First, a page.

Tuesday, May 22, 2012

Share!? With My Brother AND Sister!?

I am a popcorn thunderstorm in summer, my irritation at repeated sibling unkindness breaking forth into storm--each drop beating harder in time on the metal roof as the waves of water fall, cooling the overheated earth.  Sometimes, the storm is calm and short, other times full of clashing cymbals that command attention.

A different tempo, a different rhythm, but always the same tune...

"God only gave you this brother, this sister.....He gave them to you as a gift, a blessing.  LOVE THEM.  They're all you have."

Most days, it really feels like my three children just don't get it.  But really, how can they? At this age, how can they fathom a world that is unloving, unlovely, and outright cruel, a world that will send you to your knees and stumbling back to someone who unconditionally accepts you?

The children and I routinely discuss the unkind actions of others when we encounter them--rude driver, rude child, etc.  We discuss how these folks maybe just made a mistake like we do, or maybe they don't have Jesus in their hearts, so they just don't know any better.  We have to love them anyway.

But to them, those people are the exception, not the norm.

Young children don't yet understand the closeness of sibling love, the intimacy of the family bond where love should be freely given no matter what...even if you're mean to them on a daily basis, even if you snatch their toy away, spit on them, and read a book a little bit longer just because you don't want them to have it.

And so, I spend my days repeating the same phrases when I could save time by posting a value menu on my shirt and pointing to the numbers.

"You need a number one: 'Was that kind?"

Add to that a number two, three, and four: a "'How would you feel if your sister did that to you?" with a side of 'Did you apologize for hurting her feelings?' and 'Did you ask her forgiveness?'"

And yet, there are glimmers of hope that love stirs between these three uber-competitive children who share each other's DNA.
With a late spring growth spurt for all, sharing food has been a huge problem.  Add to that two favorite fruits ripening on the farm, and it's been a recipe for rudeness and chaos.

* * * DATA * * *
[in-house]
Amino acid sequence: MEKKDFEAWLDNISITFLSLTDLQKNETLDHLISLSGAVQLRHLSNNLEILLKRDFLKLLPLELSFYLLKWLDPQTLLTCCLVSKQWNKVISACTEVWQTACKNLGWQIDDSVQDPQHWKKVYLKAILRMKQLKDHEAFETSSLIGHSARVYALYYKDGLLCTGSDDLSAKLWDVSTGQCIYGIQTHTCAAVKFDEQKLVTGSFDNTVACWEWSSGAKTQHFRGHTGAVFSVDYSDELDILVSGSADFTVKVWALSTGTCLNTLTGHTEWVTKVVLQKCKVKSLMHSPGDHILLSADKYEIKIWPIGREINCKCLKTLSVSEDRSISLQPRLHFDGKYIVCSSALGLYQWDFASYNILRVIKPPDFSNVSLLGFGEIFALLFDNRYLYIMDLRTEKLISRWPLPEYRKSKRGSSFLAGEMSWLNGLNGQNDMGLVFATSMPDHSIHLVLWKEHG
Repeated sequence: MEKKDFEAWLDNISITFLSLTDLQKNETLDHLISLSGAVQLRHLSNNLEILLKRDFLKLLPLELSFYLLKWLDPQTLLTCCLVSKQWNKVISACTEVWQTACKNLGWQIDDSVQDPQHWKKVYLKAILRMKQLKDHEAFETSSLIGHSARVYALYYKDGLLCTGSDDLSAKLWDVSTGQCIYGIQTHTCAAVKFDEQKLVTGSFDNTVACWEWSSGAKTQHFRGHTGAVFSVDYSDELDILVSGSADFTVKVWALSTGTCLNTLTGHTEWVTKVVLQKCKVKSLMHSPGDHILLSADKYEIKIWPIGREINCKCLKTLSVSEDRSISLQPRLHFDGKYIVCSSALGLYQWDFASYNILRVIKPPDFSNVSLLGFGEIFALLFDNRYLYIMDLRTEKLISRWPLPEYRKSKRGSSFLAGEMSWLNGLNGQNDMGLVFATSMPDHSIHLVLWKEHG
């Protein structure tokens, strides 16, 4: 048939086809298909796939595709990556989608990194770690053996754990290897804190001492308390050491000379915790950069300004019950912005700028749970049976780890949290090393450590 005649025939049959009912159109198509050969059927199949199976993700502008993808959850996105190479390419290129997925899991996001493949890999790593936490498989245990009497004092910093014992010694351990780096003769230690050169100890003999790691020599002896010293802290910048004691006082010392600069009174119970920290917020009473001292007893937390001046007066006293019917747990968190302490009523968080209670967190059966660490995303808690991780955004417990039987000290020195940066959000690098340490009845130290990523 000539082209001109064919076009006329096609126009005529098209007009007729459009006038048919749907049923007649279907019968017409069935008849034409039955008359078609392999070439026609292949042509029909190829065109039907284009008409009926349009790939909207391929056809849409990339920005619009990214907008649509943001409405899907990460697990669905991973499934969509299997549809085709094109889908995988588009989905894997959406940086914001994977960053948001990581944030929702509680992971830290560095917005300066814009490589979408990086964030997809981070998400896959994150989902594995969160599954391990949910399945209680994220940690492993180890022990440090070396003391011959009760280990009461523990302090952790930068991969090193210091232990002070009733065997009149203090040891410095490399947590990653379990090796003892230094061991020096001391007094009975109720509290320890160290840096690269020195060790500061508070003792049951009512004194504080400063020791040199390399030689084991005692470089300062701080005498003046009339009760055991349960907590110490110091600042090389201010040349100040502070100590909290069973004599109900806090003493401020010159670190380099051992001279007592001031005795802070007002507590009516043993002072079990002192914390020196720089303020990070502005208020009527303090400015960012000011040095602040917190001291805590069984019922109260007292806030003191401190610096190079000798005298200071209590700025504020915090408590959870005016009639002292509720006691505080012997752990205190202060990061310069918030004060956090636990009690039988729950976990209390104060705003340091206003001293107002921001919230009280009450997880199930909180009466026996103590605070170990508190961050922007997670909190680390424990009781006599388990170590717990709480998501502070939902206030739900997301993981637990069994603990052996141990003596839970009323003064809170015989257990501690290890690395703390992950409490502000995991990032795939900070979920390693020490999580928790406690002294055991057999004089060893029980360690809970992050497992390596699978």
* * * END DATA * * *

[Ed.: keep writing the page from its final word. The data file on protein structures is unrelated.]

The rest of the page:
Two long rows of strawberries in the garden with plenty enough to fill at least three small tummies, and still, they have nearly knocked each other down in the race for the biggest, ripest, must succulent berry.  And then there's my small blueberry orchard which has averaged maybe 4-5 berries per child per day.

As I weeded yet another out of control flower bed, Wyatt rounded the corner of the house from the blueberry bushes, him almost out of breath in excitement.

"I shared, mommy!  I really shared!  I gave Amelia the biggest blueberry just like Abraham."

Even with sweat pouring down my brow, I had to smile at this expression of love towards his little sister.  Yes, this was just like Abraham who gave Lot the first choice of land and who gave it willingly even when Lot chose the best part.  This was progress.

In Wyatt's next breath, he shared that she, indeed, had chosen the larger berry, but that this was OK because "So, now God will give us even more blueberries!!!"

Hmmm....a bit too literal on the interpretation of God's promise to pour out multiplied blessings on those who willingly share versus hoard them.  Yet, when I opened my mouth to contradict that theology, I found myself clamping it just as quickly shut.

Let him live in this joy that comes from a heart's obedience to God.  We'd discuss God saying "no" another day as we had before when those disappointments came. Now, live in the joy.
A few days later, the boys were tumbling together in the back yard, rough as little boys will be, but obviously loving each other.  Their laughter filled a whole hay field and the wood beyond.

Seconds later, someone stepped on someone's toe or wouldn't share or sprayed someone with water (accidentally, of course), and there I was again.

"Take a number one. 'Was that kind?'"

But for a moment, just for a single moment, I saw the bud forming on the vine and was encouraged to keep watering and pruning so that it blossoms.

1 comment:

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